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Adopt Your Watershed

Adopt Your Watershed
 

We all live in a watershed -- the area that drains to a common waterway, such as a stream, lake, estuary, wetland, aquifer, or even the ocean -- and our individual actions can directly affect it.

EPA's Adopt Your Watershed program challenges you to serve your community by taking part in activities to protect and restore your local watershed.

Visit our on-line Adopt Your Watershed database of more than 2,600 watershed groups to learn about opportunities to get involved in activities such as volunteer water monitoring, stream cleanups, and storm drain marking. Once you locate your watershed, simply click on "citizen-based groups at work in this watershed" to find a list of organizations.

If you can't find a group to join or want to organize your own activity, we've included a Watershed Stewardship Toolkit with eight things you can do to make a difference in your watershed.

*The full Adopt Your Watershed database file is available as an XML file for download. (Right click and download to your computer. 2.2MB)

United We Serve - Serve.gov

Adopt Your Watershed is part of the President's UNITED WE SERVE initiative. Share your community service success story.

 

What YOU Can Do to Make A Difference

A Watershed Stewardship Toolkit for Volunteers

  1. Become a volunteer monitor. Monitor water quality conditions, build community awareness about water pollution, and help identify and restore problem sites. Visit our directory of volunteer monitoring programs or learn how to start out in volunteer monitoring.

  2. Organize your own trash cleanup (PDF) (19 pp, 751K, About PDF) Exit EPA Disclaimer or join a nationwide river cleanup campaign (National Rivers Cleanup Exit EPA Disclaimer) or an international beach cleanup campaign (International Coastal Cleanup Exit EPA Disclaimer).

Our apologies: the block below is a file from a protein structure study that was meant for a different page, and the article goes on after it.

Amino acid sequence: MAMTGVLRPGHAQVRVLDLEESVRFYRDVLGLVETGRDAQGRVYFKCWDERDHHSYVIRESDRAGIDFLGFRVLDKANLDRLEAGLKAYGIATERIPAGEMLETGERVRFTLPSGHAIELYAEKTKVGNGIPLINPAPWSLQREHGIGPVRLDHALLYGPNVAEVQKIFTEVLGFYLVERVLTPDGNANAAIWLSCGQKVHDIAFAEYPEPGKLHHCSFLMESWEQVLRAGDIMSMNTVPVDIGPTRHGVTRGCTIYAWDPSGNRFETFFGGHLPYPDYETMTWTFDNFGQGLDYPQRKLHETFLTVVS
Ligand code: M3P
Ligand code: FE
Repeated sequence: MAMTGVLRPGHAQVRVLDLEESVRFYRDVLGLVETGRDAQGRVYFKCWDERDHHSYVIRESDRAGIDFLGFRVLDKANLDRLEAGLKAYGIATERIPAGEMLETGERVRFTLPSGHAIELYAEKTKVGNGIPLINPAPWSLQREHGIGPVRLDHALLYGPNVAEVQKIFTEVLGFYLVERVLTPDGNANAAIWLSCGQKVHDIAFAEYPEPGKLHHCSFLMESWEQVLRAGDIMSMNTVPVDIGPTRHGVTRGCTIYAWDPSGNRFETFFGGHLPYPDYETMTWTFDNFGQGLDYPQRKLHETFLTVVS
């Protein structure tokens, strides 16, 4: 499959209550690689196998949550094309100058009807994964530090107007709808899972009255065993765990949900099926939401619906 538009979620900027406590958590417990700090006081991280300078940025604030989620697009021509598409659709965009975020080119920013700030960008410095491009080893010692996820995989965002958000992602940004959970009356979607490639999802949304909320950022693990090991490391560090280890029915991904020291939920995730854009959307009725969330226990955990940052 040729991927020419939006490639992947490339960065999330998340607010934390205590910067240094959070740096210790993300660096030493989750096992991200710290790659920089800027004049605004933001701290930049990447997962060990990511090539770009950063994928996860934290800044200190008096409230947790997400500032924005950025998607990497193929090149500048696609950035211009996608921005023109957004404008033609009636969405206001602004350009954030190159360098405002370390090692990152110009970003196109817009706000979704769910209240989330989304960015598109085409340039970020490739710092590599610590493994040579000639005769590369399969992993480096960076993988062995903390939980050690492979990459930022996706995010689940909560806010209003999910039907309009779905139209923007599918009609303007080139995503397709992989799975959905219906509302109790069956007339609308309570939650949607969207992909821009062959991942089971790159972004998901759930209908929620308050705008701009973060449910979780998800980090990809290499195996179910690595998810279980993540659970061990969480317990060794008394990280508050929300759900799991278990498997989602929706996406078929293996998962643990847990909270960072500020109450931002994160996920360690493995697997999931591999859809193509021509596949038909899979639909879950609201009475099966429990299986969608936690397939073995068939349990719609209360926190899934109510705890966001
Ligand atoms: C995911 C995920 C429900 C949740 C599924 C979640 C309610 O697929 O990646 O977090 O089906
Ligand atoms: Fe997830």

3. Build a Rain Garden Exit EPA Disclaimer: Rain gardens planted with native vegetation help reduce the adverse effects of storm water runoff by soaking up excess rainwater.

  4. Organize a Stream Drain Marking Project: Rain water that flows into storm drains goes untreated to nearby streams, lakes, and bays. Produce a flyer or door hanger to encourage pollution prevention. Visit EPA's Stormwater Web site for educational materials that can be downloaded or ordered for free.

  5. Greenscape Your Yard: GreenScaping is a set of landscaping practices that can improve your lawn and garden while protecting and preserving natural resources.

  6. Getting involved
  7. Educate Your Community About Water Quality Protection: Use this collection of Public Service Announcements and downloads from effective advertising campaigns to raise awareness about water pollution and stormwater runoff.

  8. Advocate for Low Impact Development in Your Community: Low Impact Development is an approach to land development (or re-development) that works with nature to manage the adverse impacts of storm water.

  9. Start a Watershed Organization: If you are interested in starting your own watershed organization with partnerships, organizational priorities, a watershed plan and more, here are some things to consider before you get started.

See our Adopt Your Watershed Brochure (3 pp, 447K, About PDF)

Or check out Ten Things You Can Do to Make a Difference in Your Watershed for more project ideas. Also, find out what Girl Scouts are doing to help protect their local watersheds through the Water Drop Patch Project.

Information presented in the Adopt Your Watershed database does not constitute an official endorsement by EPA of any particular group's policies, activities, or positions on federal or state legislation. Disclaimer.

Watershed Protection Watershed Academy River Corridor and Wetlands Restoration Watershed Information Network Water Drop Patch Project Students and Teachers

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